by Jackie Storer
political reporter, BBC News at Labour's conference
Union leaders backed away from a showdown with Gordon Brown because they did not want to ruin his first Labour conference as leader, it has emerged.
Mr Brown's plans were criticised at the TUC earlier this month
Unions had been expected to clash with Mr Brown over controversial changes to conference voting rules.
But Derek Simpson, joint leader of the UK's biggest union Unite, said they had wanted to avoid "a bloodbath".
Unison leader Dave Prentis said the most important thing was for the unions to "speak with one voice".
At a fringe meeting in Bournemouth, the union leaders defended their decision not to oppose Mr Brown's bid to end the submission of emergency motions for debate at Labour's annual conference.
Some Labour MPs, constituency parties and unions accused the prime minister of trying to stifle debate.
But unions and constituency Labour parties overwhelmingly backed the move in a conference vote.
Mr Simpson told the fringe: "We have had to get into this position because we don't want a bloodbath at this conference, the first conference.
"I think the correctness of that has been demonstrated today, a good start."
Mr Simpson said the new Labour leader had made an "excellent" speech. "He certainly is no disappointment. He hasn't fallen on his face. Many of the things he said found a resonance.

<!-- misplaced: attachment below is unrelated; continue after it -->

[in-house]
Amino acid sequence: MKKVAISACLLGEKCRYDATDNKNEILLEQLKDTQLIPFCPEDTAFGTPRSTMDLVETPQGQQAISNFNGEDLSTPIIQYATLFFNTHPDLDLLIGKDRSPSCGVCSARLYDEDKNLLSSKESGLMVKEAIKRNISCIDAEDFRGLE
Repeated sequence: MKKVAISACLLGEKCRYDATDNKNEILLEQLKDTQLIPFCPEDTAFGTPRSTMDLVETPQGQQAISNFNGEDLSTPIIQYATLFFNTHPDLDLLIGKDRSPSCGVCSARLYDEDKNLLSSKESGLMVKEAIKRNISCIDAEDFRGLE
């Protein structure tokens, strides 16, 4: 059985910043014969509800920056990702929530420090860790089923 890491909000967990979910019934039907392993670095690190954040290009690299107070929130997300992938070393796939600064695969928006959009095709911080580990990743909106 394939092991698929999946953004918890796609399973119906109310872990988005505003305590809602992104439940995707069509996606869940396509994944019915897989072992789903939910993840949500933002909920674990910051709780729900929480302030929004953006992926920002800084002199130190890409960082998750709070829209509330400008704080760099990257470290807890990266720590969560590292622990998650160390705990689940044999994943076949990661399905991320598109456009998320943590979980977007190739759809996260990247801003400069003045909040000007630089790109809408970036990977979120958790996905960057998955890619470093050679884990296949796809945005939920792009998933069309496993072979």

"He wasn't too specific about some issues but touched a number of them and I think obviously set the hares running about whether he's going to call an election.
"Now I'm prepared to take bets that he won't call it in the next week."
But Mr Simpson stressed that whatever the differences were between the unions and Labour leadership "there's absolutely no doubt that none of us would benefit from the return of a Tory government.
"We have get a fourth Labour term."
The only significant protest to the changes to voting rules on emergency motions came from former minister Michael Meacher who warned they would be "a huge step backwards" for the party and reduce it to "virtual impotence".
The unions - which have inflicted a string of embarrassing defeats on the leadership over issues such as pensions and housing in recent years - will still be able to table motions but, crucially, not vote on them.
They would instead be referred to the party's national policy forum and discussed in private.
Another key change would see Labour's draft manifesto put to a ballot of all members on a one-member, one-vote basis.
The unions as a block hold 5% of the vote at conference.